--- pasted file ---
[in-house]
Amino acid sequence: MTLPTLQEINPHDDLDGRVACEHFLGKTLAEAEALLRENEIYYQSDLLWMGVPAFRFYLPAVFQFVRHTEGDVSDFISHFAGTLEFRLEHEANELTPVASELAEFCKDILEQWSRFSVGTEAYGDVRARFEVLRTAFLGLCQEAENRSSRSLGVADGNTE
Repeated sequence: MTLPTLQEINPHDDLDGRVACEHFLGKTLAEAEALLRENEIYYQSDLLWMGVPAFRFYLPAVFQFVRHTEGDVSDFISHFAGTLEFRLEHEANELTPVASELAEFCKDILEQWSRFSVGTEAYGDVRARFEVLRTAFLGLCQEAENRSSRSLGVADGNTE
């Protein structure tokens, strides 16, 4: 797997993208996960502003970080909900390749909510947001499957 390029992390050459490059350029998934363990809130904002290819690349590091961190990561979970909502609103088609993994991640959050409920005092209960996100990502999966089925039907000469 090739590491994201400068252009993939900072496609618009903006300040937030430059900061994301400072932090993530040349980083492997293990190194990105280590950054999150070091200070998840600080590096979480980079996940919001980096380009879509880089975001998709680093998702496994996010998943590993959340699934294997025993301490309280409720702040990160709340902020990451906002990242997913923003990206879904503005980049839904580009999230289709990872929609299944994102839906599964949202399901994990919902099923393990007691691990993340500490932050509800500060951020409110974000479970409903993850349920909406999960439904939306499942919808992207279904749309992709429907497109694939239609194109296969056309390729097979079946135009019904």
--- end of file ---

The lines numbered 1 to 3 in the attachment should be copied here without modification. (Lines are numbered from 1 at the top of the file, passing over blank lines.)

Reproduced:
[in-house]
Amino acid sequence: MTLPTLQEINPHDDLDGRVACEHFLGKTLAEAEALLRENEIYYQSDLLWMGVPAFRFYLPAVFQFVRHTEGDVSDFISHFAGTLEFRLEHEANELTPVASELAEFCKDILEQWSRFSVGTEAYGDVRARFEVLRTAFLGLCQEAENRSSRSLGVADGNTE
Repeated sequence: MTLPTLQEINPHDDLDGRVACEHFLGKTLAEAEALLRENEIYYQSDLLWMGVPAFRFYLPAVFQFVRHTEGDVSDFISHFAGTLEFRLEHEANELTPVASELAEFCKDILEQWSRFSVGTEAYGDVRARFEVLRTAFLGLCQEAENRSSRSLGVADGNTE